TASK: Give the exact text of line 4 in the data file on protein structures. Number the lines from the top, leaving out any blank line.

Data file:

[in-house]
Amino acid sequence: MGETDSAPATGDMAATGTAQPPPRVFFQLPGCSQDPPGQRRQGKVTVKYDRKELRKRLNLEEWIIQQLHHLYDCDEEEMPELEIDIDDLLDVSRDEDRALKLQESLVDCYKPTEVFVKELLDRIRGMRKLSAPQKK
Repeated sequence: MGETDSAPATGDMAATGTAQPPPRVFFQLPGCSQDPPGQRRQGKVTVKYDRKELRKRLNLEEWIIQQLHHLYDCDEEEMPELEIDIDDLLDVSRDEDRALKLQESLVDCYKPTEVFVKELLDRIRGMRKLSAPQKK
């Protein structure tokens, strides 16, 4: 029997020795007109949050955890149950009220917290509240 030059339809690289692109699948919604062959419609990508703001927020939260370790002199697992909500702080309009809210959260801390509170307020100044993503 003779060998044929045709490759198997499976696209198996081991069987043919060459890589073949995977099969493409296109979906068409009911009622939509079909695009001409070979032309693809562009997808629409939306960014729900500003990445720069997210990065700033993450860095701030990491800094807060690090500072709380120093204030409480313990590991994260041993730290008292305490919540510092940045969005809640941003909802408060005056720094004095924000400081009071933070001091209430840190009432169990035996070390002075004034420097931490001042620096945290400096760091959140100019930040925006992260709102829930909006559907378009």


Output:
């Protein structure tokens, strides 16, 4: 029997020795007109949050955890149950009220917290509240 030059339809690289692109699948919604062959419609990508703001927020939260370790002199697992909500702080309009809210959260801390509170307020100044993503 003779060998044929045709490759198997499976696209198996081991069987043919060459890589073949995977099969493409296109979906068409009911009622939509079909695009001409070979032309693809562009997808629409939306960014729900500003990445720069997210990065700033993450860095701030990491800094807060690090500072709380120093204030409480313990590991994260041993730290008292305490919540510092940045969005809640941003909802408060005056720094004095924000400081009071933070001091209430840190009432169990035996070390002075004034420097931490001042620096945290400096760091959140100019930040925006992260709102829930909006559907378009």